In this example the cross-section is flipped on the side for the sole purpose of readability when inscribed in a "Unit circle". The unit refers to the hypotenuse and this is always 1. With numbers we know this will be:

356.09 / 356.09 = 1 unit

tan α = y / x = 220 / 280 ≈ 0.786

y = sin α = y / 1 ≈ 0.618

x = cos α = x / 1 ≈ 0.786

The angle of t in degrees (not really interesting in this scenario)

t = atan( y / x) * (180/pi) ≈ 38.2°

With this we can see that the hypotenuse multiplied with y (the base) will be 1 * 0.618 = 0.618 (not so strange). But, consider this (using the number we know):

356.09 * 0.618 ≈ 220

What I'm trying to show is this number 0.618, so please bare with me. I will try to explain this in greater detail further on.

Have a look at this:

220 * 1.618 ≈ 356

which means

base * 1.618 = hypotenuse

If we want the base to be the unit number (1) the hypotenuse will be 1.618, like this:

1 * 1.618 = 1.618

(The unit 1 represents 220 cubits.)

Explanation of the formula using Pythagoras theorem:

hypotenuse = √1(unit)2 + height2

or with the real cubits values (down-sampled so that 220 represent the value of 1)

1.618 ≈ √(220/220)2 + (280.0/220)2

Why these decimal numbers? It is irrational! The Egyptians did not have calculators the same we do. The reason I am using numbers is to see if the geometry checks out. The thing is, a calculator is not a very good tool for this. A better way is to use pen, paper, needles and a piece of string. As stated earlier, all this can be done with sticks and strings. Let me try to tell you how.

0.618 The Stick And String Way

Take a look at this image

Forget about calculations for a while. Let us say we make a straight line using a string between two marks. Let this be the unit 1 (it can be any length) and this will be the starting point for for the rest of the layout. Then create a right angled square. Use the diagonal to draw an arch so that it hits the base line. The newly formed rectangle has a ratio of 1:√2. By repeating the same procedure we have a new rectangle with the ratio of 1:√3 and so on. Think about this: You don't have to know anything about Pythagoras or any other theorem to be able to do this. It is just a very practical way of working with surface layouts and surface divisions. I am showing this with numbers and symbols but you can put those away as well. It will still work with using just sticks and strings. We are working with areas (surfaces) rather than numbers here. This is how root rectangles can be understood in the most simplistic way. It is dealing with surfaces (areas) rather than straight lines. And this is also one of the reasons why the proportions usually don't come up nice and even as integers. Root numbers often produce irrational numbers.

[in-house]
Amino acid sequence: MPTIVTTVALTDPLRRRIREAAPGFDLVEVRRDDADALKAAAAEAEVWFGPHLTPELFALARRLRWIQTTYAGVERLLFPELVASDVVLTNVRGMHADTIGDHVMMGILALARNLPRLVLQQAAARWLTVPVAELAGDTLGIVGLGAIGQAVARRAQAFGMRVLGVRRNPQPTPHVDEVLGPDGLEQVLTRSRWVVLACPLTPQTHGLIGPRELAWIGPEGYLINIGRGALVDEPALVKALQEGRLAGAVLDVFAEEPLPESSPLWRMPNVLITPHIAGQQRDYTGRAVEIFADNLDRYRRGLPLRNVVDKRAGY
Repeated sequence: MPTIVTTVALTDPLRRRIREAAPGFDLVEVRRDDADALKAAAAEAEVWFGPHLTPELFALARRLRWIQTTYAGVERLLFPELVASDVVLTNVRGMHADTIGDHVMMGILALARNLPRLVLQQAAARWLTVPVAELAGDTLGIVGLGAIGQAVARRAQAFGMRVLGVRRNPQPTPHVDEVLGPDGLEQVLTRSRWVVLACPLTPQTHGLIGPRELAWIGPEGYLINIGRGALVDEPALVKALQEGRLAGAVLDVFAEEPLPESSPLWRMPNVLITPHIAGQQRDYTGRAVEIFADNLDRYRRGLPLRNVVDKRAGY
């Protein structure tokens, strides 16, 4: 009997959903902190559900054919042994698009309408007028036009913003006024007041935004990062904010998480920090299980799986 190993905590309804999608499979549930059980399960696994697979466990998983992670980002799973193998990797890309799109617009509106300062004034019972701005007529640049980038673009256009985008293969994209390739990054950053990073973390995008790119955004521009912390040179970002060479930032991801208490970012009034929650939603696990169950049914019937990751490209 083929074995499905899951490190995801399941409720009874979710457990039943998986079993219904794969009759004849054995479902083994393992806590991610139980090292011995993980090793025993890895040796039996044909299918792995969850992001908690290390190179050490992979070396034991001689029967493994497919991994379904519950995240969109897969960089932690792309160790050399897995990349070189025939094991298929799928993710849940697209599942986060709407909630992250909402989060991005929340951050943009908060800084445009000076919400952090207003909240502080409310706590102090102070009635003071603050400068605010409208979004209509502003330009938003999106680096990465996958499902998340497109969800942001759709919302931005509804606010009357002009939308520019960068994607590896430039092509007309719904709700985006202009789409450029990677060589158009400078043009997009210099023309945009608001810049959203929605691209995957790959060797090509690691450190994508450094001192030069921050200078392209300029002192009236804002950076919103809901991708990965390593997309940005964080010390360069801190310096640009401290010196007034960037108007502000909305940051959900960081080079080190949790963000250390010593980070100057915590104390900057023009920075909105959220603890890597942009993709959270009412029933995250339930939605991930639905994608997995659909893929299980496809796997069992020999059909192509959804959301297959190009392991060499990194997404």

If you want to learn more about this, read the "A Closer Look at Root Rectangles" article and have a look at this interactive proof of the Pythagorean theorem.

Let us continue with the same rectangle for a while and see what happens.

We have used the diagonal from the √3 rectangle, created a √4 rectangle (same as 1+1) and have finally created a √5 rectangle.

If you understand what root rectangles are by now, take a look at this:

φ = ( √5 - 1 ) / 2 ≈ 0.618

or

φ = ( 1 + √5.0 ) / 2 ≈ 1.618

Here are these numbers again!

The interesting thing about this irrational number 0.618 and 1.618 is that the unit 1 relates to 0.618 as 1.618 to 1. In ancient Greece this ratio was called "phi" or "φ". This ratio was also know as dividing a line in the extreme and mean ratio. In more general terms this ratio is also known as the "golden mean", "golden ratio", "golden section", golden cut", "golden number, "divine proportion", … Read more about it here under the section "A closer look at 1:√5".

A Closer Look At The Sections

Let us unfold the pyramid. What you see in the image below is a cross cut of the Giza pyramid. If you have a decent browser, meaning updated versions of Firefox, Chrome or Safari (older versions of Internet Explorer will not work), you can check this interactive 3D model in WebGL, visually describing my theories about the Giza Pyramids layout.

W.I.P.

Height Projection

The black triangle is the cross-section of the pyramid and the hypotenuse in the blue square is the slope.

The 1 unit represents 220 cubits.

Please note that this is the slope, not the cross-section. The 1 unit represents 220 cubits.

Related documents

A Closer Look at Root Rectangles

Proof of the Pythagorean theorem

The Flagellation of Christ

The Alexander Sarcophagus